• July 27, 2016

    Blago To Speak Via Video At August Resentencing, Atty Says

    Former Illinois Gov. Rod Blagojevich will likely speak at his resentencing next month, his attorney told the federal judge overseeing his case Wednesday, but the charismatic politician will have to deliver his defense via video conference.

  • July 26, 2016

    4 Traits Of The Top Litigation Firms

    All litigation powerhouses boast talented trial lawyers, but the 20 firms at the top of their game don't just rely on their litigators. Here, we talk about the four traits that led the elite of the Litigation Powerhouses to become the go-to firms for bet-the-company cases.

  • July 26, 2016

    5 Small(er) But Mighty Litigation Shops

    Five relatively small but fearsome law firms landed a spot on Law360's 2016 list of 50 Litigation Powerhouses after they laced up their gloves and brought the pain in their fights for clients, winning some of the biggest cases over the past year.

  • July 26, 2016

    State Farm, Others Should Face Antitrust Suit, 11th Circ. Told

    A group of Mississippi auto body shops urged the Eleventh Circuit on Monday to revive their claims that State Farm and other insurers conspired to manipulate car repair costs, asserting that a lower court either ignored or misconstrued the factual allegations in their complaint.

Expert Analysis

  • A Look At UK's 2nd Deferred Prosecution Agreement

    Kevin Robinson

    The U.K. Serious Fraud Office recently announced that it had secured its second deferred prosecution agreement. One of the most significant features of the financial settlement is that the as-yet-unidentified U.K. company’s U.S. parent has been made responsible for funding almost the entirety of the penalty, says Kevin Robinson of Morgan Lewis & Bockius LLP.

  • Active Vs. Passive Investing: The Struggle Of 2 Agencies

    Ethan A. Klingsberg

    Recent efforts by the U.S. Department of Justice and the U.S. Securities and Exchange Commission to determine where to draw the line between active and passive investing will have an immediate impact on hedge fund activism. The results of the two agencies’ efforts — in pursuit of different policy objectives — will become increasingly tricky and significant, say attorneys with Cleary Gottlieb Steen & Hamilton LLP.

  • Legal Aid, Meet Legal Tech


    Because there will never be enough free lawyers to satisfy demand from low-income Americans, we need to leverage technology to allow the legal expertise of one lawyer to reach hundreds or thousands of clients at once, say Jonathan Petts and Rohan Pavuluri, co-founders of startup nonprofit Upsolve.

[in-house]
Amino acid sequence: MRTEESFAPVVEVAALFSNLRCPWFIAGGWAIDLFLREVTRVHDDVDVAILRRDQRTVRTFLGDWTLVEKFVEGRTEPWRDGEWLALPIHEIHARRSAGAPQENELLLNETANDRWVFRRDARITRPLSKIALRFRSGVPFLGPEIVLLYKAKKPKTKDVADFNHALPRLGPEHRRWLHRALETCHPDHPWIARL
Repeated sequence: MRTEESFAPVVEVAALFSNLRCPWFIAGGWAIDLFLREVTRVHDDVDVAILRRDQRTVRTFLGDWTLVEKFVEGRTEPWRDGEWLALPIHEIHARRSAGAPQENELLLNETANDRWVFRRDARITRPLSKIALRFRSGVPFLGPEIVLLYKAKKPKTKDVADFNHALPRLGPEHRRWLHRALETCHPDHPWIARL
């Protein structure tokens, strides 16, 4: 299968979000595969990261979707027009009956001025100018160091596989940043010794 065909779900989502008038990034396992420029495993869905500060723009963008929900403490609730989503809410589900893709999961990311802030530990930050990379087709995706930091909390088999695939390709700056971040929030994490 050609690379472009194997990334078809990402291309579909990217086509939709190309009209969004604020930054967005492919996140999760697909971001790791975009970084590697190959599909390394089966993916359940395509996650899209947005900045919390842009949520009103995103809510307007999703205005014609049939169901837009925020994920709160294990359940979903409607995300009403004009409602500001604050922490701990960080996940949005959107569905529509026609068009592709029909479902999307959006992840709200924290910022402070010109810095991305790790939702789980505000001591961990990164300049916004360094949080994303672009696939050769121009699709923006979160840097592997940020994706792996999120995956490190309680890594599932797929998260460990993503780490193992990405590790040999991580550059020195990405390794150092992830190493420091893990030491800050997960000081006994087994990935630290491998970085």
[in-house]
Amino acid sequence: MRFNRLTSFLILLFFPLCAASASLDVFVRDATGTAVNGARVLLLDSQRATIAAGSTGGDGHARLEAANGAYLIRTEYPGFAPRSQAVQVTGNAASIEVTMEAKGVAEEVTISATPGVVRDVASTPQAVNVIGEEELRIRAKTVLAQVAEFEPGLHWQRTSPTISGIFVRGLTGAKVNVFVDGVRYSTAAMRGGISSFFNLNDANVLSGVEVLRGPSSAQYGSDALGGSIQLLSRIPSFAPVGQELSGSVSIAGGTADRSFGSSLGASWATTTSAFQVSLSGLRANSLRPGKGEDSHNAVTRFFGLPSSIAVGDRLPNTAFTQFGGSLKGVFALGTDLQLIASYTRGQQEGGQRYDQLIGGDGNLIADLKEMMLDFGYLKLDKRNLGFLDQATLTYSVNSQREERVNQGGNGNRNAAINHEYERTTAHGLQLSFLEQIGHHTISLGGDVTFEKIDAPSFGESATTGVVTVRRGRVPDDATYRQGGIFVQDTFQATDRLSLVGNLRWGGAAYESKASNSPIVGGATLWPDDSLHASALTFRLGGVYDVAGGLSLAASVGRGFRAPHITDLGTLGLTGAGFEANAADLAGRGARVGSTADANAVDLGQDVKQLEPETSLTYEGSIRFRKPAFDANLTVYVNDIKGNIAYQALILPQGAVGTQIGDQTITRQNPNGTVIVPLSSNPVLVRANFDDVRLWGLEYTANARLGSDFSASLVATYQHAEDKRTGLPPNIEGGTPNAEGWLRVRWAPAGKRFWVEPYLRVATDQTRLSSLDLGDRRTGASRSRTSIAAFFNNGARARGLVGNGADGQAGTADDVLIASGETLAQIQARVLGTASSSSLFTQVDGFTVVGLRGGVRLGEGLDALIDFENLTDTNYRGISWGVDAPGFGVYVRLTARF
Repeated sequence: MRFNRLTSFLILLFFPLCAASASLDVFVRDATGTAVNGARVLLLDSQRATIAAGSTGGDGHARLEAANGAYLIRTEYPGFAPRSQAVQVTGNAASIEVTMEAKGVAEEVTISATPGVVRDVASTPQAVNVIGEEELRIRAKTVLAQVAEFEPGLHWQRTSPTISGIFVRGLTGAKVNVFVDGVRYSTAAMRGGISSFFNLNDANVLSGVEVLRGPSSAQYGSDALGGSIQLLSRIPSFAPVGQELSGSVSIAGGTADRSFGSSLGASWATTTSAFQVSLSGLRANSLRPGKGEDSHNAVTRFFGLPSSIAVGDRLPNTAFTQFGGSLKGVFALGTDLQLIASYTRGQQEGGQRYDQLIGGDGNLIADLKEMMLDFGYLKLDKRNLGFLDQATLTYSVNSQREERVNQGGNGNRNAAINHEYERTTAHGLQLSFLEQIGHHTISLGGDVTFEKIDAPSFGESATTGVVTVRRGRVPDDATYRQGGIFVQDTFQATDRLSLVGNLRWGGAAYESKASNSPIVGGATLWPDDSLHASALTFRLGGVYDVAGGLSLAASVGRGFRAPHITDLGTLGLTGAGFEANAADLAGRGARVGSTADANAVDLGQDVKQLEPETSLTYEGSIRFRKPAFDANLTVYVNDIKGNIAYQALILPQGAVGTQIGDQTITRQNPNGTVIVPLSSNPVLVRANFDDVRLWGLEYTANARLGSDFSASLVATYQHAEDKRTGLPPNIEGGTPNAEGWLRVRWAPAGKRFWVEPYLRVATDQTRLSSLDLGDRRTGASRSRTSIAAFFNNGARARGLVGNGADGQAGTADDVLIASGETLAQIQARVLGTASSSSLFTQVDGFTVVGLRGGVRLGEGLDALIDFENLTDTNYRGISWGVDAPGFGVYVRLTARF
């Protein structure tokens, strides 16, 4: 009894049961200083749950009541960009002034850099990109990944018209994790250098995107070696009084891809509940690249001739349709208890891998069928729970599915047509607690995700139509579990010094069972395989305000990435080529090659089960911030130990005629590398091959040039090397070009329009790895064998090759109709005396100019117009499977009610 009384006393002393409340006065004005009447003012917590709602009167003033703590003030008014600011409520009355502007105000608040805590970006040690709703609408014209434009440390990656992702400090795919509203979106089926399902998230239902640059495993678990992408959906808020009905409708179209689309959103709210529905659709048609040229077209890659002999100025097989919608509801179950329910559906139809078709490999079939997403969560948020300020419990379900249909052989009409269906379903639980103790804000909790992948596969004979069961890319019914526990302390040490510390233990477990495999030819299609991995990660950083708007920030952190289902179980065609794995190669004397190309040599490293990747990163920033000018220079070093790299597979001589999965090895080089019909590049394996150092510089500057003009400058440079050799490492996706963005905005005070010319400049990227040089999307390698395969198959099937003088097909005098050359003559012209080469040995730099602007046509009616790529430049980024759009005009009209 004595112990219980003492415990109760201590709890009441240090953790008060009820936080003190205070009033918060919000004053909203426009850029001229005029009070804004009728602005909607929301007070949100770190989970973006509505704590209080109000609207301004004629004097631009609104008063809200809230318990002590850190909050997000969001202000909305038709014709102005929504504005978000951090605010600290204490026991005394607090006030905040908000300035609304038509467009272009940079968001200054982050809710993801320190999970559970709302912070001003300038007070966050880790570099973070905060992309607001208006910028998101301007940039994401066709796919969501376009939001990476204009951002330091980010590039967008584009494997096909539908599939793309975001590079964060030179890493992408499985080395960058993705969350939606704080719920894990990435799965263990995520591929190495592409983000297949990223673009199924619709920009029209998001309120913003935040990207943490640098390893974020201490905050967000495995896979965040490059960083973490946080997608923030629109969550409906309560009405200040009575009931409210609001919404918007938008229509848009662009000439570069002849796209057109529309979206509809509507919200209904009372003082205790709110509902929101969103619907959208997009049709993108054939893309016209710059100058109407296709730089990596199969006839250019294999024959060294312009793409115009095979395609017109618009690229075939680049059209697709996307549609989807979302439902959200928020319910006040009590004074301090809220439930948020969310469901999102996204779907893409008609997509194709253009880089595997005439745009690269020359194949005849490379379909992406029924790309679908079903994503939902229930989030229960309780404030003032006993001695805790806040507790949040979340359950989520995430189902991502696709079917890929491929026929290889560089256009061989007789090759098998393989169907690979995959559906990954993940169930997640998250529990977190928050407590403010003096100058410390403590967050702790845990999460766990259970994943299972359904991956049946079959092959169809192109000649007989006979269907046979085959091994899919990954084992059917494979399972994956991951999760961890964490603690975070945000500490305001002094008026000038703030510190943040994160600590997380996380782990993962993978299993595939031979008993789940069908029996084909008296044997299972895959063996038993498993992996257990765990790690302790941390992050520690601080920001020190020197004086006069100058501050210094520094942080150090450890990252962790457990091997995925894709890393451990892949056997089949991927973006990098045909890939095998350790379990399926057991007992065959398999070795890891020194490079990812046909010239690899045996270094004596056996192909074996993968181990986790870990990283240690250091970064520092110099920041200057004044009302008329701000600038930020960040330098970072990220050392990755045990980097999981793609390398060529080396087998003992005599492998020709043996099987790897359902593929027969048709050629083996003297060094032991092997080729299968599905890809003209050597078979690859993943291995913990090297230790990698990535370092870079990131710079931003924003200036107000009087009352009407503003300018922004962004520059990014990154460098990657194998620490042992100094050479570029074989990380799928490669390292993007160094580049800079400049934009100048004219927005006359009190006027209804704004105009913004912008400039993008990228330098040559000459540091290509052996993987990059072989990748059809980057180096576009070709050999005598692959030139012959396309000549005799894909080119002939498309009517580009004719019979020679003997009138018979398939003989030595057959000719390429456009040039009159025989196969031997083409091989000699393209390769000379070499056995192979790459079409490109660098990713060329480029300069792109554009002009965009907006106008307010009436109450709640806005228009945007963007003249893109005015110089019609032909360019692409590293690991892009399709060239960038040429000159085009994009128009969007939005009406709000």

• Testing The UBE: Portable But Inaccurate Bar Exam Scores

    Suzanne Darrow-Kleinhaus

    While there is not much that is new about the uniform bar exam’s components, what is new is that where you take the bar exam may make the difference between passing and failing. Half of the score depends on the strength of the applicant pool in the jurisdiction where the candidate wrote the exam, which may lead to “UBE shopping,” says Suzanne Darrow-Kleinhaus, director of bar programs at Touro Law Center.

  • Latest FCPA Deal Validates Pilot Program

    William Steinman

    The U.S. Department of Justice's recent decision to close its Foreign Corrupt Practices Act investigation of Johnson Controls without charges provides a glimmer of hope that self-disclosure under the so-called pilot program might just be worthwhile, says William Steinman of Steinman & Rodgers LLP.

  • DOJ, FTC More 'Upfront' About Divestiture Requirements

    Gregory P. Luib

    Lost in all the publicity over high-profile mergers that have foundered for lack of an acceptable remedy is the fact that the agencies continue to resolve the vast majority of merger challenges by consent but are doing so with a marked increase in the use of upfront buyers, says Gregory Luib of Dechert LLP.

  • Testing The UBE: Missouri Benefits From Uniform Bar Exam

    Jim Nowogrocki

    We in Missouri do not take lightly to new trends or frothy ideas. Yet, the uniform bar exam has allowed us to meet the challenges of an increasingly mobile legal profession and the changing needs of clients, and to ensure that a newly admitted attorney has the knowledge, character and fitness to practice in the Show-Me State, says Jim Nowogrocki, president of the Board of Law Examiners in Missouri — the first state to adopt the UBE.

  • Generic Drug Price Surges Don't Always Point To Collusion

    Ceren Canal Aruoba

    Since 2014, more than 10 class actions have been filed alleging price-fixing conspiracies among numerous generic drug manufacturers. However, while large price increases such as those alleged in these cases may be concerning, they could simply reflect market dynamics and do not necessarily imply any illegal behavior, say Ceren Canal Aruoba and Sally Woodhouse at Cornerstone Research.

  • New Filing Rules Will Widen Germany's Merger Control Reach

    Juan Rodriguez

    The planned introduction of a new size-of-transaction threshold is likely to significantly increase the number of merger notifications in Germany, thus increasing the administrative burden on parties to international M&A, and in particular, foreign-to-foreign transactions that have limited impact in Germany, say attorneys with Sullivan & Cromwell LLP.

  • Stock Prices Aren't Enough For 'Rule Of Reason' Analysis

    Pierre Y. Cremieux

    Stock market evidence should not shortcut the "rule of reason" analysis required for reverse-payment settlements in a post-Actavis world, and is far from the “smoking gun” of anti-competitive effects proclaimed by some advocates, say consultants at Analysis Group Inc.